While  returning  back  from  Summer  vacations  when  we  boarded  the  train,  amma  always  use  to  hand  over  a  bag  full  of  goodies  along  with  a  huge  martvaan (jar)  of  mango pickle.  How  can  I  forget  her  nicely  wrapped  paranthas  in  a  newspaper  with  pickle  inside  it.

Aloo-poori,  was  our  favorite  lunch-box  item  with  aam  ka  achaar  during   picnics.

When  the  food  tasted  bland  or  during  Sunday  brunch,  if  any  body  cribbed  about  the  tasteless  food,  a  spoon  full  of  pickles  would  raise  his  or  her  morale,  relieving  his   taste-buds.

Amma  would  generously  put  pickles  for  her  five  son-in-laws  according  to  their  tastes  ,  from  mango  to  turnip  and  lemon  to  carrot-cauliflower.  The  porch  of  her  house  proudly  displayed  huge  jars  with  all  kind  of  pickles,  soaking  the  sun,  in  regular  intervals  she  would,  add  mustard  oil  to  the  pickle  jars,  except  the  sweet  lemon  pickle.  Every  pickle  had  its  unique  ingredients,  some  had  feenugreek  seeds,  some  had  jaggery  added  for  sweetness  and  some  mustard  seeds,  each  pickle  tasted  so  different  from  the  other.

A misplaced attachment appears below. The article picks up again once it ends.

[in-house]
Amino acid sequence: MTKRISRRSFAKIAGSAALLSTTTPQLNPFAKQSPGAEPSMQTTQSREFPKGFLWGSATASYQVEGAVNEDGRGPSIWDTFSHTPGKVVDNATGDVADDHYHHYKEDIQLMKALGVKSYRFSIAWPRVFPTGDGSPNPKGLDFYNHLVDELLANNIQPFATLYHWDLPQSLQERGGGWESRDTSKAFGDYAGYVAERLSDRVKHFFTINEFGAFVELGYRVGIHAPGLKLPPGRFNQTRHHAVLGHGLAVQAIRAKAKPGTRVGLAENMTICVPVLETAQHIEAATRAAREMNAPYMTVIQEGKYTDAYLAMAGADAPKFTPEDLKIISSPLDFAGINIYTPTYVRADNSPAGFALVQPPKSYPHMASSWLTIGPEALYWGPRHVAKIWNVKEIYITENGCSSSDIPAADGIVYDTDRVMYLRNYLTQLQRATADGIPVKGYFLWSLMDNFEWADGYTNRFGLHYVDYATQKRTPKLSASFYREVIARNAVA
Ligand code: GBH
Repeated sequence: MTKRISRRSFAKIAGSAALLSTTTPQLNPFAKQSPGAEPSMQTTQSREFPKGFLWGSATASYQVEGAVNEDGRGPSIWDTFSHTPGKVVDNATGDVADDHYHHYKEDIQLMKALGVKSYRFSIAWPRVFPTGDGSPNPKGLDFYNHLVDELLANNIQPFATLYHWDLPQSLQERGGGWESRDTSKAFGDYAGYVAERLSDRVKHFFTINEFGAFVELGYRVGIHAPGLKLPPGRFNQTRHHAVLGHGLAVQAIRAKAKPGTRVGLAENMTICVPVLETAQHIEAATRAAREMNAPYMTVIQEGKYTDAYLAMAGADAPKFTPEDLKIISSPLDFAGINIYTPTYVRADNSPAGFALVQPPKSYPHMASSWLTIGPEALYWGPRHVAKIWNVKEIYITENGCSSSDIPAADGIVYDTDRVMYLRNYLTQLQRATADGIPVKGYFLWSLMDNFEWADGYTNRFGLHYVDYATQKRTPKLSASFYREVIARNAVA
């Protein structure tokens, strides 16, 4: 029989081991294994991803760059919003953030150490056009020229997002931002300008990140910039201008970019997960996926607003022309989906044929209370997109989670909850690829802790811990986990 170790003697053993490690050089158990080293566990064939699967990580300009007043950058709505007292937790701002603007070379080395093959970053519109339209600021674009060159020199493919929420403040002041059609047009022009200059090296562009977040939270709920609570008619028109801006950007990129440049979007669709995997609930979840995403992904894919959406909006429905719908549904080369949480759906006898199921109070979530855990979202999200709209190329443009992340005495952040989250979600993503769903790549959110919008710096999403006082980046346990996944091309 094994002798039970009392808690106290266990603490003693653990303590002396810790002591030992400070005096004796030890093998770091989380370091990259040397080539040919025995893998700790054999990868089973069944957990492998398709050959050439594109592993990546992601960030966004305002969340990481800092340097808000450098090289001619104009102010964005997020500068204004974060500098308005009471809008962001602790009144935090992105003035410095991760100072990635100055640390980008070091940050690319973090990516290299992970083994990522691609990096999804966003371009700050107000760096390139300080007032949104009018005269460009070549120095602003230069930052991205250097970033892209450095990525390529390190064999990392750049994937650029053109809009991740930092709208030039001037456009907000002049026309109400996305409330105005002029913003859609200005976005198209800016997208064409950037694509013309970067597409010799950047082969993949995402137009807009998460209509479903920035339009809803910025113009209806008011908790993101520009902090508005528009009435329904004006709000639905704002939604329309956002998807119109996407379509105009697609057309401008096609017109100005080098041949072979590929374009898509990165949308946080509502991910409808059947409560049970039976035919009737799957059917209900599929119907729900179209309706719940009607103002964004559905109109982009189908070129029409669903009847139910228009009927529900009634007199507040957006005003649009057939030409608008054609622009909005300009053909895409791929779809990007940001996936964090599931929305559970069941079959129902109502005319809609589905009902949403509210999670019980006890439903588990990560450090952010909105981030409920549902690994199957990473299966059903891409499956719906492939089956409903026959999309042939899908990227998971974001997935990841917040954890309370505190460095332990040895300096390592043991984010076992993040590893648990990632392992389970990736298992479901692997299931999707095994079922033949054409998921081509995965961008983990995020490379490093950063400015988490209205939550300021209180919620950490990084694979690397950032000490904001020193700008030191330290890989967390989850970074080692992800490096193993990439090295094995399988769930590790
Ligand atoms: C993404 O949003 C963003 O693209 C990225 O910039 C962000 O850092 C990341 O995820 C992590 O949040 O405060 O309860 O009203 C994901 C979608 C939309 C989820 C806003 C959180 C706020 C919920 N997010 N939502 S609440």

Amma  made  special  arrangements  when  any  of  her  daughters  or  daughter-in-law  was  on  the  family  way,  to  suit  their  tastes.

As  a  child   when  i  was  busy  consuming  those  pickles  i  never  realized  that  it  was  not  easy  but  a  tedious  job  to  prepare  the  pickles,  but  now  as  an  adult  i  realize  that  in  those  times  it  was  not  at  all   easy  for  amma  to  make  those  pickles,  ,  as  it  is  now,  when  every  thing  is  ready made  and  readily  available,  but  that  taste  is  no  where  to  be  found.   So  effortlessly  she  prepared  it,  despite  of  the  fact  that  it  required  hours  of  preparations,  arranging  for  the  ingredients,  months  of  saving  it  up  for  years  of  consumption.  She  would  herself  cut  the  little  mangoes  with  a  sickle,  the  handle  of  the  sickle  would  be  firmly  held  by  the  toes    and  with  her  hands  she  would  swiftly  with  great  speed  would  cut  the  mangoes  and  dexterously  removed  the  whitish  thing  encasing  the  young  guthli.   Further  she  would  spread  a  cotton  cloth  on  the  ground  and  at  times  on  the  terrace,  and  would  spread  the  mango  pieces  on  it.  Still  remember  how  we  as  kids  were  assigned  the  duties  of  guarding  the  pieces  against  the  birds,  dogs  or  cats  otherwise  it  would  become  unfit  for  consumption.